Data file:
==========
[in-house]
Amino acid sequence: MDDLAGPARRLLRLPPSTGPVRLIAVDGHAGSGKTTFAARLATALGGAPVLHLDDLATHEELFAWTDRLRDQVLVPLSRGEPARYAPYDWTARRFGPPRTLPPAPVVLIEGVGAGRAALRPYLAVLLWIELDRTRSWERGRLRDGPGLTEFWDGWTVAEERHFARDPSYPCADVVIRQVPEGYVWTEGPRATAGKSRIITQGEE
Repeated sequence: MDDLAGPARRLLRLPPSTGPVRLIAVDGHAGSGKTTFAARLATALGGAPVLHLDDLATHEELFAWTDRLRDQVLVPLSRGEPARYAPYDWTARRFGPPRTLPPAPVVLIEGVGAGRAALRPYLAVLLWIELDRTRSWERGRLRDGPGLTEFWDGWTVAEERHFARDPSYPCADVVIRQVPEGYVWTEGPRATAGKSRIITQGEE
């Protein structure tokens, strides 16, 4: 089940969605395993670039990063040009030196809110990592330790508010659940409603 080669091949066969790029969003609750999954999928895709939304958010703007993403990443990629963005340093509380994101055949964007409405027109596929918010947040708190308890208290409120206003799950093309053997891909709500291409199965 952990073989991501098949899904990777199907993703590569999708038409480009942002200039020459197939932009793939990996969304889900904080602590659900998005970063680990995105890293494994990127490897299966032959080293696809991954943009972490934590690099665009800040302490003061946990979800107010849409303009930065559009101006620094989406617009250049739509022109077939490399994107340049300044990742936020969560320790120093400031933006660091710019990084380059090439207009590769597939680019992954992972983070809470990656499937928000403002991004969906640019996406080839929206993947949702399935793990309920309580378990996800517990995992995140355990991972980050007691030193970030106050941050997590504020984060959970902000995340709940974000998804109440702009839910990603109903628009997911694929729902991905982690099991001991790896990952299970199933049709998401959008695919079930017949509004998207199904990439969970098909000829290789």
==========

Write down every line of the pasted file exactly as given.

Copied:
[in-house]
Amino acid sequence: MDDLAGPARRLLRLPPSTGPVRLIAVDGHAGSGKTTFAARLATALGGAPVLHLDDLATHEELFAWTDRLRDQVLVPLSRGEPARYAPYDWTARRFGPPRTLPPAPVVLIEGVGAGRAALRPYLAVLLWIELDRTRSWERGRLRDGPGLTEFWDGWTVAEERHFARDPSYPCADVVIRQVPEGYVWTEGPRATAGKSRIITQGEE
Repeated sequence: MDDLAGPARRLLRLPPSTGPVRLIAVDGHAGSGKTTFAARLATALGGAPVLHLDDLATHEELFAWTDRLRDQVLVPLSRGEPARYAPYDWTARRFGPPRTLPPAPVVLIEGVGAGRAALRPYLAVLLWIELDRTRSWERGRLRDGPGLTEFWDGWTVAEERHFARDPSYPCADVVIRQVPEGYVWTEGPRATAGKSRIITQGEE
């Protein structure tokens, strides 16, 4: 089940969605395993670039990063040009030196809110990592330790508010659940409603 080669091949066969790029969003609750999954999928895709939304958010703007993403990443990629963005340093509380994101055949964007409405027109596929918010947040708190308890208290409120206003799950093309053997891909709500291409199965 952990073989991501098949899904990777199907993703590569999708038409480009942002200039020459197939932009793939990996969304889900904080602590659900998005970063680990995105890293494994990127490897299966032959080293696809991954943009972490934590690099665009800040302490003061946990979800107010849409303009930065559009101006620094989406617009250049739509022109077939490399994107340049300044990742936020969560320790120093400031933006660091710019990084380059090439207009590769597939680019992954992972983070809470990656499937928000403002991004969906640019996406080839929206993947949702399935793990309920309580378990996800517990995992995140355990991972980050007691030193970030106050941050997590504020984060959970902000995340709940974000998804109440702009839910990603109903628009997911694929729902991905982690099991001991790896990952299970199933049709998401959008695919079930017949509004998207199904990439969970098909000829290789």